The Brainstorming phase is drawing to an official close tonight at midnight. We are reviewing all material on the site in preparation for the Discussion Phase, which begins on Wednesday June 3rd. We’ll be distilling both the ideas from the Brainstorming and the comments from an online dialogue with government employees that took place earlier this spring on the MAX federal wiki. All comments from MAX will be publicly posted tomorrow on the Open Government website.

Our goal is to use the ideas from this first phase of the process as well as other input to inform deeper discussion on the Open Government blog in the Discussion phase. While the voting on the brainstorming submissions will be instructive, it will not determine which topics are discussed in the second phase. Rather, the Discussion is designed to dig in on harder topics that require greater exploration or refinement.

While we are doing our analysis of the first phase of brainstorming and moving on to the Discussion Phase next week, the Brainstorming has been lively and productive. So we will keep the Brainstorming site turned on for addition submissions through June 19th. While new postings may not feed into the Discussion or Drafting Phases, we’ll be on the lookout for interesting new posts.
At the end of the public engagement process, all posted submissions will go up on the Open Government website. (For you records management fans, the Open Government website is run by the Office of Science and Technology Policy and subject to the Federal Records Act.)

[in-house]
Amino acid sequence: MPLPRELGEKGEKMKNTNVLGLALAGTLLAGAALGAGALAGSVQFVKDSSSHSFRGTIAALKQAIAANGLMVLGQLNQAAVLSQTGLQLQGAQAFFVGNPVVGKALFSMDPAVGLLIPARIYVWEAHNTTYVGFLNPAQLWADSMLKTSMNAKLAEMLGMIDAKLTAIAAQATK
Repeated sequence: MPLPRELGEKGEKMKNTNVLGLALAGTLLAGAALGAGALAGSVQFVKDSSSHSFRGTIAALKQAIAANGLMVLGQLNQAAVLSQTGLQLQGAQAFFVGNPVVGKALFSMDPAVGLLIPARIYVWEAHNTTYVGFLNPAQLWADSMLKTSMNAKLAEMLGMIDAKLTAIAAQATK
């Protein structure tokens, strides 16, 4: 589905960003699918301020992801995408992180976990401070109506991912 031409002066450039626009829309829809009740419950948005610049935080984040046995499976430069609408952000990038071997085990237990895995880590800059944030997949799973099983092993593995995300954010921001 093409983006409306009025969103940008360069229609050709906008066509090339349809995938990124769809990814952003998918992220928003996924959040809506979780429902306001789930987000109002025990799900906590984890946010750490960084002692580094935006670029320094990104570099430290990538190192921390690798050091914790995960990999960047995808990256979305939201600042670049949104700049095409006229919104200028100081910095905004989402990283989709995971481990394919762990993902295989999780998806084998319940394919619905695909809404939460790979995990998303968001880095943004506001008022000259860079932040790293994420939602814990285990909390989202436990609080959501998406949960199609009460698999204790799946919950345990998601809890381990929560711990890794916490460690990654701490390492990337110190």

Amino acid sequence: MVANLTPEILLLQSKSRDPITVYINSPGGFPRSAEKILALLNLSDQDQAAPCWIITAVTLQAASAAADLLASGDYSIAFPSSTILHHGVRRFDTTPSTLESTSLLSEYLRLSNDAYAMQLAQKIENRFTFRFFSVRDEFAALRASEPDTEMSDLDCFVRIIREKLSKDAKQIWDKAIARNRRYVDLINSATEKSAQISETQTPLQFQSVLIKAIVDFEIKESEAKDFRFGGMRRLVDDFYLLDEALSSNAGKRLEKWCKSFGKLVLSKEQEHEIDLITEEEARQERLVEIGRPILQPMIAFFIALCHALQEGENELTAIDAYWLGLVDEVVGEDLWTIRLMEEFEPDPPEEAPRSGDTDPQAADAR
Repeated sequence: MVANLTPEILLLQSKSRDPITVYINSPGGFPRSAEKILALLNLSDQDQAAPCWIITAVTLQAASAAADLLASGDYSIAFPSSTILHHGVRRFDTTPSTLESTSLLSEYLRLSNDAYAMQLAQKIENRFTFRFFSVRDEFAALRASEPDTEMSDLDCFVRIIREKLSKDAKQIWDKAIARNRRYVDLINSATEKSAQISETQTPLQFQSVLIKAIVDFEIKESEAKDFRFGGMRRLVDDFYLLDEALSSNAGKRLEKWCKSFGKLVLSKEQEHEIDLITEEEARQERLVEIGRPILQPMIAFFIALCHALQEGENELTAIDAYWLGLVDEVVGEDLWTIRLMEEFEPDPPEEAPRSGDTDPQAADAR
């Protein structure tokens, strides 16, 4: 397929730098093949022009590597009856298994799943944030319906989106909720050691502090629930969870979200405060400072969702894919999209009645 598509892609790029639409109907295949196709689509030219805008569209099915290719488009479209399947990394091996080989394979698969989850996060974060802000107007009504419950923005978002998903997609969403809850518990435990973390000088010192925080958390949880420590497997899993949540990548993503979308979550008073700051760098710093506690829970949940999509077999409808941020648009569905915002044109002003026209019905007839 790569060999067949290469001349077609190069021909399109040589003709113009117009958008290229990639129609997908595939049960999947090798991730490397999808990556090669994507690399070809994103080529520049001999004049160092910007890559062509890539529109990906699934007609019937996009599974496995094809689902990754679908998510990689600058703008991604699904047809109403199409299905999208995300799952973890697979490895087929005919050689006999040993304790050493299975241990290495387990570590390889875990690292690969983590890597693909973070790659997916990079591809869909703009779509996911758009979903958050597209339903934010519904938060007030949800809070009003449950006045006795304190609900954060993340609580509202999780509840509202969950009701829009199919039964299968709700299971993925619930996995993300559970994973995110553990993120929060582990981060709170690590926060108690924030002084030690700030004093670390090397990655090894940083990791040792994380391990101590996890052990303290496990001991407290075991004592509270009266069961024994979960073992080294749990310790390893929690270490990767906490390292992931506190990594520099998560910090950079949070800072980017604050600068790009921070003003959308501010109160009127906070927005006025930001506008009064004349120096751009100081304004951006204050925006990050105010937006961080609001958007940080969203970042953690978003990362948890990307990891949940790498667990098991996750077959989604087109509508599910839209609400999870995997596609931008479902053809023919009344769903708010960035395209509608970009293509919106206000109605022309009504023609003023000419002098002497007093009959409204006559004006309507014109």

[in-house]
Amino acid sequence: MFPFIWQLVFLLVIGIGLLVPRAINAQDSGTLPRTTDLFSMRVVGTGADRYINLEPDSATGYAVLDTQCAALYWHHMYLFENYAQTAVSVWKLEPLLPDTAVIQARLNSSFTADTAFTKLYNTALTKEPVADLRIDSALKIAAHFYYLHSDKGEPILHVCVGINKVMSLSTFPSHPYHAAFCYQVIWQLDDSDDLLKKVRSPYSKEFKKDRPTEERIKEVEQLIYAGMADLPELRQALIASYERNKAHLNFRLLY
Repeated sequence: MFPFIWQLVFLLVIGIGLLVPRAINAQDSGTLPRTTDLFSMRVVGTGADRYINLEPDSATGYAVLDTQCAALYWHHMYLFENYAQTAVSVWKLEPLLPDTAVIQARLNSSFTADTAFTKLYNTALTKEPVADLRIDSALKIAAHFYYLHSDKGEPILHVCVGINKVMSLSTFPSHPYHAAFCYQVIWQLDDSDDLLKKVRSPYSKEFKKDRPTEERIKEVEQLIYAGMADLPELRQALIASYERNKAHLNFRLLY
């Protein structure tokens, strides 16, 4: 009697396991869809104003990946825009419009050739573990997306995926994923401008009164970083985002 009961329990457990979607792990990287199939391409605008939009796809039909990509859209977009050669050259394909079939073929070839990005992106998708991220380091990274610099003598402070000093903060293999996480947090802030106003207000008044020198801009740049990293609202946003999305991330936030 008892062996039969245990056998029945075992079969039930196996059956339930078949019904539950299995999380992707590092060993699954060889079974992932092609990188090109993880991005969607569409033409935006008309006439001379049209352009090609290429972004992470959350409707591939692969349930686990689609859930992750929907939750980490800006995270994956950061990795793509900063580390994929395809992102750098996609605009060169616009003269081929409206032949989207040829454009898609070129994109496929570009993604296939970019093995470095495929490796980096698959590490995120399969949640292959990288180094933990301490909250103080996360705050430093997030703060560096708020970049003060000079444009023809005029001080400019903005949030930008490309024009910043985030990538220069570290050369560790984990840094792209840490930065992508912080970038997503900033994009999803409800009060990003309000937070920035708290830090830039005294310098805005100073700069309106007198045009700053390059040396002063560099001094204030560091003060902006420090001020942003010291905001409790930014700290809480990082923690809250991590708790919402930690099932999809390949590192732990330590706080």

The tight schedule of this process is designed to ensure that your ideas inform the development of open government recommendations and the writing of subsequent policy and the development of open government projects as soon as possible. So while we are keeping the Brainstorming open, we will also move on to the next phase of the process beginning on June 3rd.

Longer reports and papers can always be submitted through

The process of crafting open government policy will not end this week, this month, or this year. This is an ongoing effort, and your participation has been and will continue to be essential to its success.

A New Generation for the Air Force

Thursday, May 28th, 2009 at 11:27 am
A New Generation for the Air Force
Yesterday, Vice President Joe Biden thanked the 1,046 newest graduates of the U.S. Air Force Academy not only for their dedication and achievement, but for their future service in guaranteeing America’s security. He called on graduates to set their own course for the future in an uncertain and ever-changing world, saying that although these modern challenges are daunting, they present many new opportunities:
This is a moment that requires us to act or face the consequences of our inaction. Other generations have had the luxury of not acting, knowing that the status quo would not in any fundamental way be altered. You don’t have that choice. This is your moment to bend history towards a service of a better day. It’s a moment that will be defined by you and your civilian counterparts – by a generation that I’m convinced has the intellect, the character and the judgment to ensure that America will lead the 21st century as it has the 20th century.